Vladeck, B. (Baruch), 1886-1938

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Vladeck, a socialist and Jewish leader, was born near Minsk, Russia in 1886. He was involved in radical activities in Russia until in 1908, fearful of arrest and exile, he fled to the United States. He was a leader in the American Socialist Party and editor of the Jewish Daily Forward and served on the New York City Board of Aldermen (1916), City Housing Authority (1934) and City Council (1937). He was one of the founders of the American Labor Party. He headed a number of organizations, including the Jewish Labor Committee, which organized rescue work in Europe, and the Joint Distribution Committee, the coordinating agency of Jewish philanthropic disbursements abroad. He was active in his efforts to aid the daring underground operations of a group of dissident socialists known as the "New Beginning" in Germany during the early days of Hitler's rule.

From the description of Papers, 1907-1983. (New York University). WorldCat record id: 17269257

Although his career was shortened by his untimely death at age 52, Baruch Charney Vladeck (1886-1938) emerged as one of the leading figures of the Jewish socialist movement of the twentieth century. He was born Baruch Charney in Dukora, a small village near Minsk, Russia in 1886. His mother, left a widow with six children at age thirty-five, hoped that Baruch and his brother Samuel would become rabbis. But they soon rebelled against the traditional yeshiva education and were caught up in the ferment of radical, secularizing ideas in Jewish cultural circles in Minsk. Young Charney was soon conducting classes for workers in a labor Zionist school. The Czarist police found some of his recommended reading too liberal and early in 1904 he was arrested and sentenced to six months in the Minsk jail.

On his release he joined the "Bund," a Jewish labor and socialist party affiliated with the Russian Social Democratic party. He spent the next four years in fugitive life as an organizer (under the pen name "Vladeck") until, fearful of arrest, he fled to the United States in 1908. For three years Vladeck toured the country, lecturing to Jewish and socialist groups and obtaining a wide first-hand acquaintance with America. In 1911 he married Clara Richman, and they eventually had three children, May, Stephen and William.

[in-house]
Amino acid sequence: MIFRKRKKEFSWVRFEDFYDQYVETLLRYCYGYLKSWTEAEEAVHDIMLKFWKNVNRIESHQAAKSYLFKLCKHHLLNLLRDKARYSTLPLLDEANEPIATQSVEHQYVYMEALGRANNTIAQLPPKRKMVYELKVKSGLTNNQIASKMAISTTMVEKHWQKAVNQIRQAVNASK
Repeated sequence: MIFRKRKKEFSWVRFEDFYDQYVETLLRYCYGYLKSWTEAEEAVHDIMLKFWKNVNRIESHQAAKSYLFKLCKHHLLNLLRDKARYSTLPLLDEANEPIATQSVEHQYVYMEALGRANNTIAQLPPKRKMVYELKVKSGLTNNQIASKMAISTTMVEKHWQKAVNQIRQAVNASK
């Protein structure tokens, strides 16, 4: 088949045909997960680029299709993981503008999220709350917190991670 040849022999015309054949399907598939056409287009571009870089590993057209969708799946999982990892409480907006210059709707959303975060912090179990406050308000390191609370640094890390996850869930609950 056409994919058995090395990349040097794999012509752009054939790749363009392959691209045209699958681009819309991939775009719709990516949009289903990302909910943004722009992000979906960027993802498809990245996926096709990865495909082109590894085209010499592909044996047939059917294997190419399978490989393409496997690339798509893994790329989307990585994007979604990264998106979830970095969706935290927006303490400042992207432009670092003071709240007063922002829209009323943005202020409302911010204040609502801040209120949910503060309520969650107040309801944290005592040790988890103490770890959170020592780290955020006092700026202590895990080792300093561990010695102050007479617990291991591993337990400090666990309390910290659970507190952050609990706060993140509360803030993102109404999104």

Settling in Philadelphia, Vladeck became, in 1912, manager of the Philadelphia edition of the New York Jewish Daily Forward, the largest and most influential Yiddish daily in the United States. While in Philadelphia he studied economics and English at the University of Pennsylvania, and became an American citizen in 1915.

During World War I Vladeck emerged as a leaders in the Socialist Party of America. Moving in 1916 to New York City, he became city editor of the Forward, and only one year later he was one of a group of Socialists elected to the NYC Board of Aldermen. He was reelected in 1919 but lost his seat two years later when his district was gerrymandered. In the Socialist Party split of 1919 Vladeck energetically fought the Communist wing. In 1930 he ran unsuccessfully for Congress (8th District) on the Socialist ticket. Later in the 1930s, when the newly revitalized Socialist Party was again divided between Norman Thomas's left wing and a right wing led, after the death of Morris Hillquit, by Louis Waldman, Vladeck sought to play a mediating role. When the breach became final, he allied himself with the right wing and, together with David Dubinsky, became one of the founders of the American Labor Party.